Even as Iran supports terrorist groups in Lebanon and Gaza, and races toward construction of a nuclear bomb, the world has done little to confront it. Many world leaders seem fatalistically resigned toward accepting the Islamist theocracy as a major nuclear-armed regional power.
But the tide may be turning -- courtesy of none other than Iran's Supreme Leader Ayatollah Khamenei and his handpicked President, Mahmoud Ahmadinejad. Mr. Ahmadinejad's fraudulent re-election last month, and the brutal crackdown against protesters that followed it, have stirred up long simmering resentment at home. At the same time, these events have shone a light on an appalling human-rights record that includes secret prisons, torture, child executions, state-sanctioned rape and the murder of regime opponents.
After three decades of an Islamic revolution that has squandered the material and spiritual wealth of a once-great civilization, the Iranian regime is vulnerable -- facing a severe political and economic crisis at home and diminished influence abroad.
In the U. S. Congress, Democrats and Republicans are ready to exploit that vulnerability to peacefully persuade the regime to abandon its nuclear program or face, in the words of U. S. Secretary of State Hillary Clinton, "crippling economic sanctions."
Over two-thirds of the U. S Senate and more than half of the House of Representatives have co-sponsored the Iran Refined Petroleum Sanctions Act. The bill, based on research by the Washington-based Foundation for Defense of Democracies (FDD), targets Iran's most serious economic Achilles heel -- its heavy dependence on imports of gasoline. This trade is facilitated by a handful of mostly European foreign energy suppliers -- Vitol, Trafigura, Total, Glencore and Shell, as well as the Indian company Reliance Industries. Insurance and reinsurance companies from Britain, Germany, Norway and Japan also make this trade possible by underwriting these shipments.
Many of these companies have significant business interests in Canada. As U. S. Congressman Brad Sherman wrote yesterday in these pages -- in the concluding piece of a four-part series run by this paper in association with FDD--Canada therefore has a critical role to play in the implementation of a refined-petroleum embargo. Building on the momentum in the United States on this issue, he sensibly argued that Canada should put Iran's gasoline providers to a choice between the unstable Iranian dictatorship and Canada's energy riches.
This campaign isn't just about pressuring Iran to stop its dangerous nuclear program--a program whose success would give Iran's ruling mullahs the opportunity to realize their cherished goal of annihilating Israel. It is also about the human rights of Iran's own women and children.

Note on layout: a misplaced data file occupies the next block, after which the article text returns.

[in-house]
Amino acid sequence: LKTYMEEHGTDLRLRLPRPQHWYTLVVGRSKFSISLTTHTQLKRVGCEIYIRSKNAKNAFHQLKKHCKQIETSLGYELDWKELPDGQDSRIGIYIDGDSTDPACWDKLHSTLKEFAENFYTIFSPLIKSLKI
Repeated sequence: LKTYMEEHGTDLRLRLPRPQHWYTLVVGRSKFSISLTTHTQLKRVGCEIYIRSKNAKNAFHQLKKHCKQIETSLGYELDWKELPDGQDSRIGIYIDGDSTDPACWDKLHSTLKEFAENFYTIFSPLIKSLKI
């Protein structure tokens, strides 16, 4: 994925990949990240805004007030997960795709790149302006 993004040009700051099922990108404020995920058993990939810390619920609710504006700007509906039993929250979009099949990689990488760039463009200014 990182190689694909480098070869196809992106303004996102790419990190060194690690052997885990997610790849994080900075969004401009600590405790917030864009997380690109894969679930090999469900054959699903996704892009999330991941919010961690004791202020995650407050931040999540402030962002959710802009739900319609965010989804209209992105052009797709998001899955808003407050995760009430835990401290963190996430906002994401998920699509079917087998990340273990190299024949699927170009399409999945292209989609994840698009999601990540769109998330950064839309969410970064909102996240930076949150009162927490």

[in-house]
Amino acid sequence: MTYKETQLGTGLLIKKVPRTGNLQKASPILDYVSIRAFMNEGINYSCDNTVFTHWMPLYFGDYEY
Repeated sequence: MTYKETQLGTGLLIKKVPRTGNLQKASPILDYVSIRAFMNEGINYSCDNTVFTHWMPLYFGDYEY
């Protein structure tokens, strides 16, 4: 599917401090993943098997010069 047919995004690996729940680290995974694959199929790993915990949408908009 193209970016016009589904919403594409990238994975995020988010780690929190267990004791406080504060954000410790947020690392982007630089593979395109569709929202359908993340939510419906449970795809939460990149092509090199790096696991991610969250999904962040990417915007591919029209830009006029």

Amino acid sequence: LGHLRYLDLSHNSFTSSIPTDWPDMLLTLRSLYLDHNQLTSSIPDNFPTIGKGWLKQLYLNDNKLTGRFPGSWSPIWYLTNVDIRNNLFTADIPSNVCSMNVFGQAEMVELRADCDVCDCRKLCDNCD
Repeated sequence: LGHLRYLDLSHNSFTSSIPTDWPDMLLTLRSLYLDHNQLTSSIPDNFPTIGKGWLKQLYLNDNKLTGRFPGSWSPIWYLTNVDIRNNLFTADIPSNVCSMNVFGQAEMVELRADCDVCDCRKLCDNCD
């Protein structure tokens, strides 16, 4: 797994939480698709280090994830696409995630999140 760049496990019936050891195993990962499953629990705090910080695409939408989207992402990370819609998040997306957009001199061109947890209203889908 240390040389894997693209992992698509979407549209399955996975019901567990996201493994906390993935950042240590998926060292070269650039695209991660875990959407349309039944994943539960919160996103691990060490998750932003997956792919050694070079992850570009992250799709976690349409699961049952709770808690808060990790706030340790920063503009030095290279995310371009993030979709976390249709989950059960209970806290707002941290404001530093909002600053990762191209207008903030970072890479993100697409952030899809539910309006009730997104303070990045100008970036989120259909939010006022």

In her contribution to the series on Wednesday, Canadian human rights activist Nazanin Afshin-Jam provided a horrific glimpse into the brutalities of the regime, noting that at least 160 alleged child offenders await execution. In a companion piece, Tarek Fatah described a consistent pattern of rape by Basiji militia members as an instrument of subjugation by the regime, including a report of a practice of raping young Iranian girls prior to their execution to ensure that, in accordance with a highly dubious interpretation of Islam, they are not murdered as virgins.
In his contribution on Thursday, internationally recognized human-rights expert Irwin Cotler underscored the importance of focusing on the Iranian regime's human-rights record. He has introduced the Iran Accountability Act in Parliament to focus attention not only on Iran's nuclear program, but also on its domestic repression and genocidal incitement. He, too, calls for Canada to leverage its energy riches by putting Iran's refined petroleum suppliers to a choice between the Canadian and Iranian markets.
Will such a campaign work? It might -- especially given Iran's current vulnerability. But even if it fails, there is moral value in trying peaceful methods before military options present themselves. As Mark Dubowitz of the FDD argued in these pages on Tuesday, "No one could argue that countries threatened by Iran had ignored peaceful alternatives."
Canadian politicians should consider joining their American counterparts on this issue. With a new session of Parliament starting, and Barack Obama hosting the G20, at which the Iran file will surely be prominent, September might be a good month to turn the Iran gasoline sanctions idea into meaningful government action. After so many years of dithering, the opportunity to decisively confront Iran's rulers may now be at hand.